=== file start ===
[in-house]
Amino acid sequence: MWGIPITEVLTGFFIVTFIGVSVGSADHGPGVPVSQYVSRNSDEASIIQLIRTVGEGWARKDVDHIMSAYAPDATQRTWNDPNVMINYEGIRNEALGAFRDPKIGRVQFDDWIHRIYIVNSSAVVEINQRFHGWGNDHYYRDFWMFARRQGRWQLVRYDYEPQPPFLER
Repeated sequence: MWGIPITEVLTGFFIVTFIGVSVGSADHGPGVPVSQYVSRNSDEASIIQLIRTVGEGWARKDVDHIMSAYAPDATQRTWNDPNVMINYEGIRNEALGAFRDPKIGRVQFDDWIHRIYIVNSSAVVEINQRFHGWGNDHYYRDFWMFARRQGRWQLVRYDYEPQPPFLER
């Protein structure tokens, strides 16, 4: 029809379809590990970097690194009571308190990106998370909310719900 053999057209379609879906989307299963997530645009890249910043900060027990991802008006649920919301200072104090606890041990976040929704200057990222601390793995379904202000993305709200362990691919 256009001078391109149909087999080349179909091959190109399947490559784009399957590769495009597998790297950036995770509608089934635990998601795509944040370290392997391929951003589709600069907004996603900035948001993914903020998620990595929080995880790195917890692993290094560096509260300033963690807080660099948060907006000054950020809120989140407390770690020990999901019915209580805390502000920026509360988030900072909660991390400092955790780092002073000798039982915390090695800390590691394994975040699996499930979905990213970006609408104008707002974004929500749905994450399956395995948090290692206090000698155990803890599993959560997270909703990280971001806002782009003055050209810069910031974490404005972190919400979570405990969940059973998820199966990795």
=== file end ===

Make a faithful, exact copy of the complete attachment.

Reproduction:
[in-house]
Amino acid sequence: MWGIPITEVLTGFFIVTFIGVSVGSADHGPGVPVSQYVSRNSDEASIIQLIRTVGEGWARKDVDHIMSAYAPDATQRTWNDPNVMINYEGIRNEALGAFRDPKIGRVQFDDWIHRIYIVNSSAVVEINQRFHGWGNDHYYRDFWMFARRQGRWQLVRYDYEPQPPFLER
Repeated sequence: MWGIPITEVLTGFFIVTFIGVSVGSADHGPGVPVSQYVSRNSDEASIIQLIRTVGEGWARKDVDHIMSAYAPDATQRTWNDPNVMINYEGIRNEALGAFRDPKIGRVQFDDWIHRIYIVNSSAVVEINQRFHGWGNDHYYRDFWMFARRQGRWQLVRYDYEPQPPFLER
């Protein structure tokens, strides 16, 4: 029809379809590990970097690194009571308190990106998370909310719900 053999057209379609879906989307299963997530645009890249910043900060027990991802008006649920919301200072104090606890041990976040929704200057990222601390793995379904202000993305709200362990691919 256009001078391109149909087999080349179909091959190109399947490559784009399957590769495009597998790297950036995770509608089934635990998601795509944040370290392997391929951003589709600069907004996603900035948001993914903020998620990595929080995880790195917890692993290094560096509260300033963690807080660099948060907006000054950020809120989140407390770690020990999901019915209580805390502000920026509360988030900072909660991390400092955790780092002073000798039982915390090695800390590691394994975040699996499930979905990213970006609408104008707002974004929500749905994450399956395995948090290692206090000698155990803890599993959560997270909703990280971001806002782009003055050209810069910031974490404005972190919400979570405990969940059973998820199966990795």